Providing an encouraging workplace after years of rigorous academic coursework is vital to support young professionals.

At TSP, a multidisciplinary architectural, engineering, and planning firm, building upon classroom learning has always been a priority.

This month, TSP received the designation as an Emerging Professionals Friendly Firm for 2023 and 2024.

The award program is a collaboration among Emerging Professionals committees of the American Institute of Architects in South Dakota, North Dakota, Minnesota, and Wisconsin.

The designation means TSP excels at providing fair compensation and benefits to emerging professionals and supporting the architectural licensure process.

It also recognizes TSP for investing in professional development, creating growth opportunities, and demonstrating commitment and innovation to train and mentor emerging professionals.

Autumn Kayl is an architectural graduate who has worked at TSP for more than two years.

She holds a bachelor’s degree of fine arts in architecture and a construction management minor from South Dakota State University and a master’s degree in architecture from Kansas State University.

Kayl took a moment to describe her early-career experiences and TSP’s investment in her professional development.

What drew you to the architecture field?

Because I like art and mathematics, my dad suggested I explore engineering or architecture careers. During high school, I shadowed with an architect in Sioux City, Iowa. She was very straightforward with me, which I appreciated, but I always thought everything architects did was so cool. Now when I think back, it makes sense. When I was a kid, I loved building things.

How has TSP supported you early in your career?

TSP makes sure to provide young professionals with a mentor who will sit down with you and help you with your goals and the information you need.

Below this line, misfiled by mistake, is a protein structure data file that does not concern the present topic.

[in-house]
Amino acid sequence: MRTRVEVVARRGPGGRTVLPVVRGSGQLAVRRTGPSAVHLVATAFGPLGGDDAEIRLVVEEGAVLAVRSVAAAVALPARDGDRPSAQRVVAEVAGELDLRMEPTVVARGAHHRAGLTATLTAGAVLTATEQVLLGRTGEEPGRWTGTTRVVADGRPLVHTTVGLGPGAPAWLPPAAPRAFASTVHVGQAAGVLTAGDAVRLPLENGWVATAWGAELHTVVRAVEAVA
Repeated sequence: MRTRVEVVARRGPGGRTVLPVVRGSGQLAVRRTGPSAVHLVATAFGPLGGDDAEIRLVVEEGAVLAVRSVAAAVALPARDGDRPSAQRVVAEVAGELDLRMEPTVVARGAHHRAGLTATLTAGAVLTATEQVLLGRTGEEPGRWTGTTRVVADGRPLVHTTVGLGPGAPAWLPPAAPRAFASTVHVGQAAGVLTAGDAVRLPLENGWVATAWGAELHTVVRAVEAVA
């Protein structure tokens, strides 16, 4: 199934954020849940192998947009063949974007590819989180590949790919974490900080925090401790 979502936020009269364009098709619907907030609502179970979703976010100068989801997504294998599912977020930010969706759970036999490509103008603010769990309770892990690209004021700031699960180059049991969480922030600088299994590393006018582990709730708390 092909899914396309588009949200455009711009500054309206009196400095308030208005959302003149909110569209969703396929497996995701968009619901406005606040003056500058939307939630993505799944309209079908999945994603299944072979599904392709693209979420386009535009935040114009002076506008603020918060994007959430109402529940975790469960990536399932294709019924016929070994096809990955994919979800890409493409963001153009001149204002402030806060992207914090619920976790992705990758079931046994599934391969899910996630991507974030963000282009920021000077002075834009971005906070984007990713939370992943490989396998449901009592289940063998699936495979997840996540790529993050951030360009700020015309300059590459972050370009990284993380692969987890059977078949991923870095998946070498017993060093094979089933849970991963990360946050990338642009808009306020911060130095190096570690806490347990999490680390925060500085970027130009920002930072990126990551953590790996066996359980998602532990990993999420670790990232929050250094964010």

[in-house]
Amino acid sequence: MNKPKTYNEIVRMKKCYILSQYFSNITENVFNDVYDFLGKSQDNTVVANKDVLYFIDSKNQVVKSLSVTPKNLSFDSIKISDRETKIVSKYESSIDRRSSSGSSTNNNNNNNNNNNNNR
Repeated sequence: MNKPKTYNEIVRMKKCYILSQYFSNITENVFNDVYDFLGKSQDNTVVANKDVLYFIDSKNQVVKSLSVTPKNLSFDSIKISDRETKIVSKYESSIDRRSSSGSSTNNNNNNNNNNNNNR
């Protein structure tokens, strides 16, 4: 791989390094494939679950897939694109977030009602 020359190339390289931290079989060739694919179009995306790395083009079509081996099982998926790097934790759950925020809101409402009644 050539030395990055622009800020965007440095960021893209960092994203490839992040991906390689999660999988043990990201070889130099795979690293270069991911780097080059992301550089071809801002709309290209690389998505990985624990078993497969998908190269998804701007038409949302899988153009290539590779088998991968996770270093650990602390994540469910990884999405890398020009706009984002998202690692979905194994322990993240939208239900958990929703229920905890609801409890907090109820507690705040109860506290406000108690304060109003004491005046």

One of my goals is to become licensed as an architect. With that, I am working with TSP architect Rex Hambrock. We often meet to decide specific focus areas so I can get the required architectural experience program hours that are part of the licensure process.

What has your experience been like from the end of school to now?

Coming out of school, I knew I would be learning much more. In school, the emphasis is often on design without much pushback. But in the real world, things become a lot more matter of fact.

I enjoy the real-life challenges that come with design and working alongside our engineers to make our clients’ designs something real!

How has working in a multidisciplinary firm helped you?

It is eye-opening. In school, I didn’t often think about how much space mechanical or electrical engineers need. In school, you are mainly thinking about design. But when designing now, I am always collaborating with our engineers. It’s such a nice perk to be able to run over to someone’s desk and ask questions.

What is a favorite TSP project you have been involved with?

I was part of the team that completed construction drawings for the Sanford Madison & Veterans Parkway Clinic, which will include an attached Lewis Drug retail store and pharmacy. I have enjoyed watching the construction process. This is the first TSP project I have been able to witness from start to finish.

You are well known for organizing social events at TSP. Why is that important to you?

Culture makes a firm. At TSP, we are like a huge family, so making sure we get together outside of the office lets us get to know everyone on a more personal level. I believe this makes communication easier and allows people to feel more comfortable.

I love planning the little things that may make someone’s day better, so planning these social events is great. TSP really supports these events and enjoys bringing us all together!

What do you hope to accomplish in the next few years?

Becoming a licensed architect is my top priority. I would also like to push my knowledge of health care and become more of an asset in that area. I like codes, so I value the challenges of health care projects. There are more rules about how to fit things together or for using an existing space and turning it into something new.